In total, 34 eyes of 31 patients with DME—defined as clinically significant macular oedema according to the ETDRS criteria accompanied by diffuse and/or localized leakage from microaneurysms on fluorescein angiography— who have received intravitreal anti-VEGF injections and a minimally invasive laser therapy at St. Luke’s International Hospital between March in 2014 and September in 2015 were involved in this study. Eyes with the pre-treatment visual acuity ≤0.1 in logMAR (≥0.8 in decimal) or dense cataract, the eyes that had underwent intraocular surgeries, such as cataract surgery and vitreous surgery, or other treatments for macular oedema, such as intravitreal anti-VEGF injection or sub-Tenon’s capsule injection of triamcinolone, within the last 3 months were excluded. Among all eyes, 24 eyes of 22 patients with logMAR VA ≥ 0.3 (≤0.5 in decimal) were classified as a poor visual acuity group for a subgroup analysis.


General treatment protocol

All eyes initially received intravitreal anti-VEGF injection either once or multiple times on a monthly basis, followed by the single minimally invasive laser irradiation within a month after the latest injection. Initial series of injection before laser treatment was conducted until the macular oedema is disappeared on OCT. The further anti-VEGF treatment was determined with a Pro re nata (PRN) regimen under monthly control over 12-month follow up period after the first injection.

Retreatment criteria were based on reduction in BCVA or an increase of CMT with approximately 20% or more, or presence of sub macular fluid. Patients who did not wish the loading phase due to economic problems or patients with mild macular oedema (less than 350 µm) did not completed loading phase.


Minimally invasive laser therapy

The IQ577 (577 nm, OcuLight SLx, Iridex; Mountain View, CA, USA) and the PASCAL Streamline Yellow (xxx nm, Topcon Medical Laser Systems, Inc.; Santa Clara, CA, USA) were used as a minimally invasive micropulse laser therapy and a minimally invasive continuous wave laser endpoint management, respectively.

Minimally invasive micropulse laser therapy with IQ577

Before the treatment irradiations, test irradiations were performed at a non-oedematous area outside the vascular arcade to determine the threshold laser power for the retinal whitening, the power with which barely visible spots are observed approximately 3 s after irradiation. For that, the irradiation condition of the laser was chosen as follows; a spot diameter of 100 µm, total duration of 0.2 s, and 5% duty cycle. The irradiation power for treatment was set to 50% to 60% of the threshold value determined in test irradiations. The areas of oedema with a strong fluorescence leakage was irradiated with zero spacing. The used parameters for the titration were the power ranged from 850 to 1000 mW (t = 0.2 s, 5% duty cycle).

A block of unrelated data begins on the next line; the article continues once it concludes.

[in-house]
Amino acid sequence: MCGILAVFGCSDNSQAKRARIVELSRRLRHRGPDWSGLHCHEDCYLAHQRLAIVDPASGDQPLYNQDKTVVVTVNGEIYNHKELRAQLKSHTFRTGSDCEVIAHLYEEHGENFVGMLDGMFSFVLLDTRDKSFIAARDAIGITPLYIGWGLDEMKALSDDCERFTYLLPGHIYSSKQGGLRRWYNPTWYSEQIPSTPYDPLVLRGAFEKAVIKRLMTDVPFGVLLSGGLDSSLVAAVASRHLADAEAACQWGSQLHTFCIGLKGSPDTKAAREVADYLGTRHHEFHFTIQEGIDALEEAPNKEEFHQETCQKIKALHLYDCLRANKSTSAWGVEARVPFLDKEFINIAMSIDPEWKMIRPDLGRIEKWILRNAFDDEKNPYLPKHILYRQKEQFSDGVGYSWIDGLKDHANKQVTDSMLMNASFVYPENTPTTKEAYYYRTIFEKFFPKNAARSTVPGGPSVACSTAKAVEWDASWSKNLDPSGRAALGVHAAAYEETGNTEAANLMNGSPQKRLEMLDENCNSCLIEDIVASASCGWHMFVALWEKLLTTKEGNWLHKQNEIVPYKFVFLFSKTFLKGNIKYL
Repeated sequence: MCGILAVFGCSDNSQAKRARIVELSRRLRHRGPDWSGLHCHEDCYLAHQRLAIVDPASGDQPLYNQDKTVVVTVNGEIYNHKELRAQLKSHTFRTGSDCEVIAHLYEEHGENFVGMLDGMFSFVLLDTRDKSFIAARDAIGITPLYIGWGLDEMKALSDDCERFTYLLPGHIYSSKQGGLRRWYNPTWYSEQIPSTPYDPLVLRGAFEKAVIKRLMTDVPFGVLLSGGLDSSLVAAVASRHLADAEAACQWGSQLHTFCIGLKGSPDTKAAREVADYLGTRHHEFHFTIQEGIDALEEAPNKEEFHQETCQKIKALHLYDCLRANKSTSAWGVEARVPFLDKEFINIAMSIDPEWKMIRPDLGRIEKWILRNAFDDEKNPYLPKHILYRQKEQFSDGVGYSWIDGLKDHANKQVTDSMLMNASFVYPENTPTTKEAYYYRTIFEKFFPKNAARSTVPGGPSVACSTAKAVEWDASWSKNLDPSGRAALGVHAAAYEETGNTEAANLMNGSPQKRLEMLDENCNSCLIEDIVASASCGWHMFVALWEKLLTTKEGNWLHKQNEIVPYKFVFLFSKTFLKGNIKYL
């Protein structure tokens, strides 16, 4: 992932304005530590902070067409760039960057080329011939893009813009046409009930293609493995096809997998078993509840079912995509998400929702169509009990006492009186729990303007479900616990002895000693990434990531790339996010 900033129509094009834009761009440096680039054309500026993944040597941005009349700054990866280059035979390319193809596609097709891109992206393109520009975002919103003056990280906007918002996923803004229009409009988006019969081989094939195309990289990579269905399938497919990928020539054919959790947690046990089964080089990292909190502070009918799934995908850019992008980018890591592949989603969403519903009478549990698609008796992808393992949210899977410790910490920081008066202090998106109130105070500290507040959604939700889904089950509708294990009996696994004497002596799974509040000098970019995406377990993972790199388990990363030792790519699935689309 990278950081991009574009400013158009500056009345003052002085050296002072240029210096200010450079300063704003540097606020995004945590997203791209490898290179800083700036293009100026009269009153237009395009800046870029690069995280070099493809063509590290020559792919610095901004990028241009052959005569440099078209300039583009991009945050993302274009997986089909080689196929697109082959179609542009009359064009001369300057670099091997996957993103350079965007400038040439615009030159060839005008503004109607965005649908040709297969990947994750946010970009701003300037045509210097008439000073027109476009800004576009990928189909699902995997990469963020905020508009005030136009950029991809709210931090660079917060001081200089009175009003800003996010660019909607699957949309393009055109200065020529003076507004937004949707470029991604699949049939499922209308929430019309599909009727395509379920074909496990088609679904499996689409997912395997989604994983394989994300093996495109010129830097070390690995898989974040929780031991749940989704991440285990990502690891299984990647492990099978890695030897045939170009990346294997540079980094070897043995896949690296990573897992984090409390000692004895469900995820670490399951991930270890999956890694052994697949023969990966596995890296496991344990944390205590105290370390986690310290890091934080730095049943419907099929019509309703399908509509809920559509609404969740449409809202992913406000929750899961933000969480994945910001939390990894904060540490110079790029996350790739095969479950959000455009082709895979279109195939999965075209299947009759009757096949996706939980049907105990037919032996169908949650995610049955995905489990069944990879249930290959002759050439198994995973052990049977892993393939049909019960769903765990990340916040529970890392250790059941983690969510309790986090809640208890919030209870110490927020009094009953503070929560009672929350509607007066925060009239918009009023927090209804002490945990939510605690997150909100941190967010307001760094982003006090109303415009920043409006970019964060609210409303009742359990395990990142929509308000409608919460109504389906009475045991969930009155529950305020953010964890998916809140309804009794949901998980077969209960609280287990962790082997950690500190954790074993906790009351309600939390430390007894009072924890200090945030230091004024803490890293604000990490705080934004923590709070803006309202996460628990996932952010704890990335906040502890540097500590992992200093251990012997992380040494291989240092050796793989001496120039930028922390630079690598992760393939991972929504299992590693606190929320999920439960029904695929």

Direct micropulse coagulation for microaneurysms was performed using the IQ577, 15% duty cycle, 50-µm spot diameter, and 0.2-s duration. The leaking microaneurysms ≥500 µm away from the fovea defined with a fluorescein angiography was irradiated with a power which a hint of microaneurysm colour change was observed.

Minimally invasive continuous wave laser therapy with PASCAL Streamline Yellow (endpoint management)

As in the micropulse laser, test irradiations were performed for the energy titration at a non-oedematous area outside the vascular arcade. The minimum power at which coagulation spots were slightly visible approximately 3 s after irradiation with an irradiation diameter of 200 µm and duration of 0.015 s was set as the threshold. The threshold ranged from approximately 100 to 130 mW under these conditions. Then, the endpoint management was set to 30%–50% and irradiation was performed using a macular grid pattern (donut pattern) with the spacing of 0.5. The areas that could not be covered by the donut pattern were treated with additional coagulation using a 2 × 2 pattern.

When a non-perfusion area was observed outside the archade vessels on fluorescein angiography, we performed targeted retinal photocoagulation with a pattern scan laser using the PASCAL Streamline Yellow (Topcon Medical Systems, Inc.).


Clinical examinations

The visual acuity (VA) and central macular thickness (CMT) were measured before treatment and 1, 3, 6, and 12 months after treatment. CMT was measured using optical coherence tomography (OCT). The decimal visual acuity was measured and converted to the logarithm of the minimum angle of resolution (logMAR) values for the analysis.


Statistical analysis

For statistical analysis of changes in the VA and CMT after treatment, we used the Wilcoxon signed-rank test and the Friedman test. A p-value of <0.05 was considered statistically significant.